Instead of crystalline clarity or spiritual platitudes about complex problems, authentic Christian wisdom invites us to a counter-intuitive and certainly a counter-cultural way of understanding. The Psalmist for this week, for example, reminds us that the God whose majesty extends to all the earth is the same God who silences the powerful with the songs of babes (8:2). Similarly, instead of despair, Paul urges his Roman readers to "rejoice in suffering," knowing that nothing can separate them from the love and grace that God has lavished on them. They have every reason to believe, says Paul, that their hope will not disappoint them (Romans 5:1–5).

           In her new memoir Take this Bread Sara Miles calls this counter-intuitive wisdom a "backward" and "upside-down" way of reading reality. As a "very unlikely convert," she should know. Miles describes herself as a blue-state, secular intellectual, a lesbian with a child from a previous boyfriend, and a left-wing journalist with habits of deep scepticism. Her grandparents on both sides were missionaries, but in reaction to that upbringing her parents were actively hostile to religion. At the age of 46, Miles had never heard a Gospel reading, never said the Lord's Prayer, and knew only one person who went to church, but she walked into Saint Gregory's Episcopal Church in San Francisco, partook of the Eucharist, and experienced a radical conversion. Today she's on staff at Saint Gregory's.

Take this bread.
Take this bread.

           Building upon her life experiences as a chef, her conversion through the Eucharist, passion for the poor, and St. Gregory's vision to welcome all people without exceptions or conditions, in 2000 Miles started a food pantry at her church that gave away free bags of groceries with no questions asked and no forms to fill out. Every Friday, food for about 400 families is placed around the eucharistic altar. The miracle of the loaves multiplied and Miles went on to jump start nine more food pantries around the city.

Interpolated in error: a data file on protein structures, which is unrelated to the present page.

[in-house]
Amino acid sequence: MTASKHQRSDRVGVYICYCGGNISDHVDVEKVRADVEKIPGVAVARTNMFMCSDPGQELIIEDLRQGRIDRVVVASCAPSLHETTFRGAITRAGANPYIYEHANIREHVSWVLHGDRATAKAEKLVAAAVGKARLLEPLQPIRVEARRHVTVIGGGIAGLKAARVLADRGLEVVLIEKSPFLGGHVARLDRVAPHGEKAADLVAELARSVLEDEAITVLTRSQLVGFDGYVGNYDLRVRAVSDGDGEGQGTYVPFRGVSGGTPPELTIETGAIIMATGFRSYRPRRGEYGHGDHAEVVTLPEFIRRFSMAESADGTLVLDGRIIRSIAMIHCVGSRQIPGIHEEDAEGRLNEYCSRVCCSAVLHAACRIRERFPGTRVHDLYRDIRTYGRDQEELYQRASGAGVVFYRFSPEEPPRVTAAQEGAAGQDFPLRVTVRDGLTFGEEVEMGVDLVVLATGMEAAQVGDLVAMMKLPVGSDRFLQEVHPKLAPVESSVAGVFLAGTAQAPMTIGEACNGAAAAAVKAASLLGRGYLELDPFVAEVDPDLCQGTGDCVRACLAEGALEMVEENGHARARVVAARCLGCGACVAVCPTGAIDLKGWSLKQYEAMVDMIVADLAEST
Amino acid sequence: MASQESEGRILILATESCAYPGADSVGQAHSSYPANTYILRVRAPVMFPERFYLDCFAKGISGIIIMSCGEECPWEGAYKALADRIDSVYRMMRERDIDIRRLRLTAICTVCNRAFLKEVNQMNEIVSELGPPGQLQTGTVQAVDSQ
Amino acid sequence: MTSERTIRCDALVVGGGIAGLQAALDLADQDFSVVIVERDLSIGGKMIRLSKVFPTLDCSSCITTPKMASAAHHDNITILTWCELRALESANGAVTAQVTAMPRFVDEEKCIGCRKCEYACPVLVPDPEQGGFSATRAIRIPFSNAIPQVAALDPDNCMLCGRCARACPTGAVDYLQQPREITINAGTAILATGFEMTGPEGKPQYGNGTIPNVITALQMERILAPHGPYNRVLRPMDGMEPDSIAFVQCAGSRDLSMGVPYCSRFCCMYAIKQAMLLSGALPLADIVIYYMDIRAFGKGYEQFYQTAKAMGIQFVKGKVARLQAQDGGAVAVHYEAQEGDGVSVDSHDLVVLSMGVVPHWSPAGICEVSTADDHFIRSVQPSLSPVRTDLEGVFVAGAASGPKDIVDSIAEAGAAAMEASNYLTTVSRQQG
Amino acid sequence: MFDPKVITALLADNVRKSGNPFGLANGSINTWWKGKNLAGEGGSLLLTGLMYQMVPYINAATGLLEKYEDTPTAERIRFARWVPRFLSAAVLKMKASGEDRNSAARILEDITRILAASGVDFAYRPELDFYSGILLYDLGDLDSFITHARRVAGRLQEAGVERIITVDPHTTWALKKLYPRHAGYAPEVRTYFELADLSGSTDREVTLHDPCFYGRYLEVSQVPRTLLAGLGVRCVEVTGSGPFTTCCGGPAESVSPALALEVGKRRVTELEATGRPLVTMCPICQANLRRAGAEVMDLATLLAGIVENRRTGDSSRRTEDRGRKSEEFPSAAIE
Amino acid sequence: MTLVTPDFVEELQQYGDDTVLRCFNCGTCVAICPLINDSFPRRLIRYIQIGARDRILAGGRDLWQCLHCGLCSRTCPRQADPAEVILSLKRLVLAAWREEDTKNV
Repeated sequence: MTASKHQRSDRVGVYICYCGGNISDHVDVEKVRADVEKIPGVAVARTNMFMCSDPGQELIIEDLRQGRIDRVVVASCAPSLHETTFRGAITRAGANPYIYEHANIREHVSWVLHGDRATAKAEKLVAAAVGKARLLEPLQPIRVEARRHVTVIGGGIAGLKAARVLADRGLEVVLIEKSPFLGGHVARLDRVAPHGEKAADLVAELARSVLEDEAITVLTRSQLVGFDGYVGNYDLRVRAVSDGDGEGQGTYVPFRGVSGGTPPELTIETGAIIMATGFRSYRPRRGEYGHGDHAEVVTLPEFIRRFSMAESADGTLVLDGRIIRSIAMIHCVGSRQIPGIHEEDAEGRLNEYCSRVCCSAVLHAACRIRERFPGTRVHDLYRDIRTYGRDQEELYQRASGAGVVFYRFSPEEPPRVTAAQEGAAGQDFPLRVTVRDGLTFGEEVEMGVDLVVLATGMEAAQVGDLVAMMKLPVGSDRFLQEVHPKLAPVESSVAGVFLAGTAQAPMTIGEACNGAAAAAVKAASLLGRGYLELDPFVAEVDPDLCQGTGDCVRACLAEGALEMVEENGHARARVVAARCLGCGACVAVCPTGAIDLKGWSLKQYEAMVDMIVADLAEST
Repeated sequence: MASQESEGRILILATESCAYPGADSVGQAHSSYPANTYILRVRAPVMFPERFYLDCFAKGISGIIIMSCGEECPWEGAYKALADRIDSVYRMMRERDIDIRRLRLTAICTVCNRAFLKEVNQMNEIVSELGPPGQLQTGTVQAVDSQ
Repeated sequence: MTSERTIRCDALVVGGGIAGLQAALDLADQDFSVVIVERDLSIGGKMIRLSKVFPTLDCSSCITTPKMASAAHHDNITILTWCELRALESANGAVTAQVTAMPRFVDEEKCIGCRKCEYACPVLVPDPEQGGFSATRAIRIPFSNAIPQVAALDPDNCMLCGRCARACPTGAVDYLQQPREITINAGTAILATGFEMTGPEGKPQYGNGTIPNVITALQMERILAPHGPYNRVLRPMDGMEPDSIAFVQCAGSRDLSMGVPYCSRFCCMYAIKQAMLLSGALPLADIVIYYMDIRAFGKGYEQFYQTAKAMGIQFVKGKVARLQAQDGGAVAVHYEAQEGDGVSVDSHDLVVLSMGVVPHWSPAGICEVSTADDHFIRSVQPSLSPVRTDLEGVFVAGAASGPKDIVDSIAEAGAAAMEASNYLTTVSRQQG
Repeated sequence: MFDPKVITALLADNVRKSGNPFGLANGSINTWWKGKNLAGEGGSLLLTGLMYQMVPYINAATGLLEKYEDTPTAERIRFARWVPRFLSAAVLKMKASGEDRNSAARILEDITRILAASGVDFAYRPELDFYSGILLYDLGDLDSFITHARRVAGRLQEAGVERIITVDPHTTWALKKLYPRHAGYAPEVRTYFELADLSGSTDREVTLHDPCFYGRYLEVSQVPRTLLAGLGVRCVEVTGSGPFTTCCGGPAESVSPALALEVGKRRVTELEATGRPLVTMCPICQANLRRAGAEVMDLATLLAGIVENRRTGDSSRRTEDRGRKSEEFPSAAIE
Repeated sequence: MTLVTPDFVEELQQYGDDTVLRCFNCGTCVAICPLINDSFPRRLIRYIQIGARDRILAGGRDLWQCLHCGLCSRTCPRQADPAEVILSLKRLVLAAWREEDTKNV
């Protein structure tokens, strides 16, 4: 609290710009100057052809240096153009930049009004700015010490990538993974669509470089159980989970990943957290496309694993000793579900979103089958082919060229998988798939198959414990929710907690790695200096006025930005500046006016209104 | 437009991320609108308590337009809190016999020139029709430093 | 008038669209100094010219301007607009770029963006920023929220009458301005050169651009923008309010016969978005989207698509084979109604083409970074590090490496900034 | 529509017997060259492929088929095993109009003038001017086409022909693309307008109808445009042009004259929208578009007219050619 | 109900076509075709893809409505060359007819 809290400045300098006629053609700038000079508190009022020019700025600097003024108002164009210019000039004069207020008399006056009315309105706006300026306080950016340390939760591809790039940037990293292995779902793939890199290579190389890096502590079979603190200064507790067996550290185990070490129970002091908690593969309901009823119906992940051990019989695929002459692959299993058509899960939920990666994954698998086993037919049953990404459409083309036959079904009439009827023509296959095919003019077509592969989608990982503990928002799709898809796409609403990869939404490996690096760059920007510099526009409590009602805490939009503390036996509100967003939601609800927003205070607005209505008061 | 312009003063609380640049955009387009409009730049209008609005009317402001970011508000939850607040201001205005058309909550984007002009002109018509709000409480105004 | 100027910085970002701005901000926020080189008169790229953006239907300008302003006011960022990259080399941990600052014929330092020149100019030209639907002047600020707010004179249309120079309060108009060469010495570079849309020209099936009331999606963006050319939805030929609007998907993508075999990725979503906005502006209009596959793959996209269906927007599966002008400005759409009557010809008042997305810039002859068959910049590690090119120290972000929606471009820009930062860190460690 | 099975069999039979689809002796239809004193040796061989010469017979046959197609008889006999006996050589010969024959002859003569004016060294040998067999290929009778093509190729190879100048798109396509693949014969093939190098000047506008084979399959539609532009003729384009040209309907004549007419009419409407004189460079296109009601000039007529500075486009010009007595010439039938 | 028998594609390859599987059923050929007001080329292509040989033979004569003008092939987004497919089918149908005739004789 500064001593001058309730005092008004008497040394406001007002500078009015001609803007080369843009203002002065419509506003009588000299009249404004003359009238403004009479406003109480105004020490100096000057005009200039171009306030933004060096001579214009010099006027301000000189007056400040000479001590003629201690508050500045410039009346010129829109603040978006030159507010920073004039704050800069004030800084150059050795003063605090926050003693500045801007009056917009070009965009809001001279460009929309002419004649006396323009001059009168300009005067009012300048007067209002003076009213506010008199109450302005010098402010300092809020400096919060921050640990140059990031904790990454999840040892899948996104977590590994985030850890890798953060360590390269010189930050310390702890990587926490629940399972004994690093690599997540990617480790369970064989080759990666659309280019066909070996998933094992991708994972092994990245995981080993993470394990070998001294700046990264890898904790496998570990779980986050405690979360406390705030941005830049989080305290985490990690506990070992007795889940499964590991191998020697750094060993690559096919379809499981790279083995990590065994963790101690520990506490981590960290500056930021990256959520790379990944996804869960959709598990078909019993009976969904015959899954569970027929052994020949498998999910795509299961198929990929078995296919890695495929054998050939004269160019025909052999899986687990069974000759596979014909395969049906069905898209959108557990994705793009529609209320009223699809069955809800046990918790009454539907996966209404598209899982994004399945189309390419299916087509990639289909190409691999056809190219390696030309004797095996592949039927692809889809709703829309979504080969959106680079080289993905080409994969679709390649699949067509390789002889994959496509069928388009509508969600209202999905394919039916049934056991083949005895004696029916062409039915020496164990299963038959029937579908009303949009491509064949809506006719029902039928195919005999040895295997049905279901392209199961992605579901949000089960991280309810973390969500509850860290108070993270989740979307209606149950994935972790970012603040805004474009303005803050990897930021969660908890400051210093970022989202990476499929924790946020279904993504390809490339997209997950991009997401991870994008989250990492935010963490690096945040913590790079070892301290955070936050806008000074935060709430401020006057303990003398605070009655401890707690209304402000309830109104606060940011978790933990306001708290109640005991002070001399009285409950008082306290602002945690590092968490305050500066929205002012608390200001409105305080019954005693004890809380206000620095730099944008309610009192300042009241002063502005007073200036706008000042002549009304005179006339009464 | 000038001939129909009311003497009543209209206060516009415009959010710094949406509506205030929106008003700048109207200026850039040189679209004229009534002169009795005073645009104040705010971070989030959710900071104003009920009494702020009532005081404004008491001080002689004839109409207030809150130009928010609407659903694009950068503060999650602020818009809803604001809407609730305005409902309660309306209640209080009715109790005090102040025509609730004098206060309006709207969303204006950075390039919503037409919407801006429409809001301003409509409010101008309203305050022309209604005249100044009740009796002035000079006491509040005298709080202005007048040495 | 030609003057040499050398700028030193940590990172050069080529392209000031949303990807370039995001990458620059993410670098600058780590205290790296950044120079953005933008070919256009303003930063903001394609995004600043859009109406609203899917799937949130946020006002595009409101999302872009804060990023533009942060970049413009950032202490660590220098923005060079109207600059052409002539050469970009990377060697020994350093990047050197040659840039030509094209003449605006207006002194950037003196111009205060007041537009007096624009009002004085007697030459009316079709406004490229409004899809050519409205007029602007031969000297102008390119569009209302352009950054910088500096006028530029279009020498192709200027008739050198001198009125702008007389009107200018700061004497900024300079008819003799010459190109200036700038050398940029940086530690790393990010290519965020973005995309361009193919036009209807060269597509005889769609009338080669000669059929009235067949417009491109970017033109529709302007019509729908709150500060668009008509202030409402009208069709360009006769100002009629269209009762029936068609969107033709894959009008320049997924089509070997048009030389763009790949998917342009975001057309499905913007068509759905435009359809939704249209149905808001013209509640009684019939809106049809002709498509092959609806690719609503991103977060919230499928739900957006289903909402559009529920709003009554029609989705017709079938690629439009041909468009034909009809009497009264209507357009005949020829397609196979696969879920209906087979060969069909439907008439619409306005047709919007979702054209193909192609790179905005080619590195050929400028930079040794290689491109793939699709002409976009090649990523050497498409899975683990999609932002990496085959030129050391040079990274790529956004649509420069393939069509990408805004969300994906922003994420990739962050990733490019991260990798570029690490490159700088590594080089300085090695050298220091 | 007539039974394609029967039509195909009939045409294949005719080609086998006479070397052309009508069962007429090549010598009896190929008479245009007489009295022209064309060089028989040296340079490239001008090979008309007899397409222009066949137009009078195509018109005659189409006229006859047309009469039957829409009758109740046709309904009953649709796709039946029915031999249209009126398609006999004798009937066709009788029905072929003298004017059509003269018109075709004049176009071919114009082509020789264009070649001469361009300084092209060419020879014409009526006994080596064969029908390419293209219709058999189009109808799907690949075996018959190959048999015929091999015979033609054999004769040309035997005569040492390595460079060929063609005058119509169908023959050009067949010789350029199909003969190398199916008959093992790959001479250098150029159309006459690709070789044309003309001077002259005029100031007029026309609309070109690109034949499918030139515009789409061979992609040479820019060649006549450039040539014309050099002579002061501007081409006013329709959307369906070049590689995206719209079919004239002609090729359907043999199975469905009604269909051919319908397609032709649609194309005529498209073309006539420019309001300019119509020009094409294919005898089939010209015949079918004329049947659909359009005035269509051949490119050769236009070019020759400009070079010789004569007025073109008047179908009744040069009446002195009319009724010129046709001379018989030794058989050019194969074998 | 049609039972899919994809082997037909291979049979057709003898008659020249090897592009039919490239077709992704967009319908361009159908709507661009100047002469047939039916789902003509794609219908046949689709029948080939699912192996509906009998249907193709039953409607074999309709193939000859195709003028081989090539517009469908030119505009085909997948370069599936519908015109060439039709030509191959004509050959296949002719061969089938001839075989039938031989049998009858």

Mundane food for the body became not only a sign of God's kingdom but, as theologians would say, the actual thing signified. Those who received wanted to give. Care for broken spirits accompanied bread for hungry bodies. Since more street people came for food than Christians came for worship, comfortable church-goers were forced to consider the Gospel imperative to "welcome the stranger."

           Through all this, writes Miles, "I could sometimes grasp the backward, upside-down reality I'd sensed at Christianity's core: the frightening promise that, as the prayer said, echoing Mary's words, 'Things which were cast down are being raised up, and things which have grown old are being made new.' This was where I found my faith: a faith expressed in the wild conceit that a helpless, low-caste baby could be God. That my own neediness and misfitting, not my goodness or piety, were what God intended to use."

For further reflection:

Contemplate the so-called Peace Prayer ascribed (erroneously) to Saint Francis of Assisi (1182–1226).

Lord, make me an instrument of your peace.
Where there is hatred, let me sow love;
Where there is error, truth;
Where there is injury, pardon;
Where there is doubt, faith;
Where there is despair, hope;
Where there is darkness, light;
And where there is sadness, joy.

O Divine Master, grant that I may not so much seek
To be consoled as to console;
To be understood as to understand;
To be loved as to love.

For it is in giving that we receive;
It is in pardoning that we are pardoned;
It is in self-forgetting that we find;
And it is in dying to ourselves that we are born to eternal life.

Copyright © 2001–2024 by Daniel B. Clendenin. All Rights Reserved.